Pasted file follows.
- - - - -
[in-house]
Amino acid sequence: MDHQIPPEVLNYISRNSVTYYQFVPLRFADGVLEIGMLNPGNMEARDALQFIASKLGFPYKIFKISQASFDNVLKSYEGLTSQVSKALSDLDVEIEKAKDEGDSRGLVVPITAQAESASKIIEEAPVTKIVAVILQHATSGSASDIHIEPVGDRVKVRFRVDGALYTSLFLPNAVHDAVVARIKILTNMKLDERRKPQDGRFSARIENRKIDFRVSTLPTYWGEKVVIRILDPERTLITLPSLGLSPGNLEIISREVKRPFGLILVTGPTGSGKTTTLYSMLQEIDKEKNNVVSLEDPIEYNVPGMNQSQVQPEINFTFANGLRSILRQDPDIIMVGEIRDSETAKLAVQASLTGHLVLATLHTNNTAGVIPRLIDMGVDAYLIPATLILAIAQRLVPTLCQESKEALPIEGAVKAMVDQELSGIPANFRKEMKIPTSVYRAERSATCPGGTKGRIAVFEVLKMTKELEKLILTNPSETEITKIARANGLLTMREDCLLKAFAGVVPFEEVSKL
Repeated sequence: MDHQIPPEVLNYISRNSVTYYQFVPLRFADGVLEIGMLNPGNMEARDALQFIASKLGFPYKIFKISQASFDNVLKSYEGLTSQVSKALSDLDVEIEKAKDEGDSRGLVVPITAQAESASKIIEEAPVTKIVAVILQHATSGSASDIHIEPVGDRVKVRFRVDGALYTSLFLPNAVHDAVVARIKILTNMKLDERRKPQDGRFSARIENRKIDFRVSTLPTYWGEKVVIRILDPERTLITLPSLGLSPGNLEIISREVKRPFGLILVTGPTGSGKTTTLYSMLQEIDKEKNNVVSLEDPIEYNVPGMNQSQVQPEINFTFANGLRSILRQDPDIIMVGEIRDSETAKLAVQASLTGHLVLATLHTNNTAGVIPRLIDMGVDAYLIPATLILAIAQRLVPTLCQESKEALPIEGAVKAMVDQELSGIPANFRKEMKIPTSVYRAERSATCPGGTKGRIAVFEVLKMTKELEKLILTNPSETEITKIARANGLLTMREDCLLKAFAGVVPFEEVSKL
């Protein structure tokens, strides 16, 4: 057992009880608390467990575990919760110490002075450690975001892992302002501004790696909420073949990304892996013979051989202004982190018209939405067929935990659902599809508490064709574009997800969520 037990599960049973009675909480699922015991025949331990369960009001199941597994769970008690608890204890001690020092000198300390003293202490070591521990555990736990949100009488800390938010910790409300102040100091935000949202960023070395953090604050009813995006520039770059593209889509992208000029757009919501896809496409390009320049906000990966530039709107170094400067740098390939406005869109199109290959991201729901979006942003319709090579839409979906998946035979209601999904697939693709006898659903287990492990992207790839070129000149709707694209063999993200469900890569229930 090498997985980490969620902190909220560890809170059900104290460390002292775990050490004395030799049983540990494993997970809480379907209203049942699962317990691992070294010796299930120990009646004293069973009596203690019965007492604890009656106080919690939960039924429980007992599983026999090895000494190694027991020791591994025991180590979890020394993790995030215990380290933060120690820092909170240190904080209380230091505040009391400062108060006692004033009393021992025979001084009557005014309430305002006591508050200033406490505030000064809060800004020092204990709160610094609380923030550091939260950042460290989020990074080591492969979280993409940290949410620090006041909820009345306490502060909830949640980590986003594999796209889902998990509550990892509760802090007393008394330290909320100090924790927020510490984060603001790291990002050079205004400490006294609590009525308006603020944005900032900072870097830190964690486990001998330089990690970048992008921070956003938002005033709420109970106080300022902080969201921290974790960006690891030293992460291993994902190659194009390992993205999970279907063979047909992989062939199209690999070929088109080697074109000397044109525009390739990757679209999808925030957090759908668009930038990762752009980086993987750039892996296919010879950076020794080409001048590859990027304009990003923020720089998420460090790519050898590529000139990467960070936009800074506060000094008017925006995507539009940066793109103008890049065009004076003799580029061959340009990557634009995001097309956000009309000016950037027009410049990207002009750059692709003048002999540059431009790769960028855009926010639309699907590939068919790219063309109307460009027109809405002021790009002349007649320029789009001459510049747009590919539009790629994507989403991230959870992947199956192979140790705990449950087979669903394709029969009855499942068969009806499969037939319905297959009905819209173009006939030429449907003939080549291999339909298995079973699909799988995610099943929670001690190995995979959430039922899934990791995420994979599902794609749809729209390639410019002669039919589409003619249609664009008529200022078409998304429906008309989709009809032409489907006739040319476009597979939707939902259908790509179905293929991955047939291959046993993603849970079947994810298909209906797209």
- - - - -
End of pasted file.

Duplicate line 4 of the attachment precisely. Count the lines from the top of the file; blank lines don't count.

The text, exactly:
């Protein structure tokens, strides 16, 4: 057992009880608390467990575990919760110490002075450690975001892992302002501004790696909420073949990304892996013979051989202004982190018209939405067929935990659902599809508490064709574009997800969520 037990599960049973009675909480699922015991025949331990369960009001199941597994769970008690608890204890001690020092000198300390003293202490070591521990555990736990949100009488800390938010910790409300102040100091935000949202960023070395953090604050009813995006520039770059593209889509992208000029757009919501896809496409390009320049906000990966530039709107170094400067740098390939406005869109199109290959991201729901979006942003319709090579839409979906998946035979209601999904697939693709006898659903287990492990992207790839070129000149709707694209063999993200469900890569229930 090498997985980490969620902190909220560890809170059900104290460390002292775990050490004395030799049983540990494993997970809480379907209203049942699962317990691992070294010796299930120990009646004293069973009596203690019965007492604890009656106080919690939960039924429980007992599983026999090895000494190694027991020791591994025991180590979890020394993790995030215990380290933060120690820092909170240190904080209380230091505040009391400062108060006692004033009393021992025979001084009557005014309430305002006591508050200033406490505030000064809060800004020092204990709160610094609380923030550091939260950042460290989020990074080591492969979280993409940290949410620090006041909820009345306490502060909830949640980590986003594999796209889902998990509550990892509760802090007393008394330290909320100090924790927020510490984060603001790291990002050079205004400490006294609590009525308006603020944005900032900072870097830190964690486990001998330089990690970048992008921070956003938002005033709420109970106080300022902080969201921290974790960006690891030293992460291993994902190659194009390992993205999970279907063979047909992989062939199209690999070929088109080697074109000397044109525009390739990757679209999808925030957090759908668009930038990762752009980086993987750039892996296919010879950076020794080409001048590859990027304009990003923020720089998420460090790519050898590529000139990467960070936009800074506060000094008017925006995507539009940066793109103008890049065009004076003799580029061959340009990557634009995001097309956000009309000016950037027009410049990207002009750059692709003048002999540059431009790769960028855009926010639309699907590939068919790219063309109307460009027109809405002021790009002349007649320029789009001459510049747009590919539009790629994507989403991230959870992947199956192979140790705990449950087979669903394709029969009855499942068969009806499969037939319905297959009905819209173009006939030429449907003939080549291999339909298995079973699909799988995610099943929670001690190995995979959430039922899934990791995420994979599902794609749809729209390639410019002669039919589409003619249609664009008529200022078409998304429906008309989709009809032409489907006739040319476009597979939707939902259908790509179905293929991955047939291959046993993603849970079947994810298909209906797209």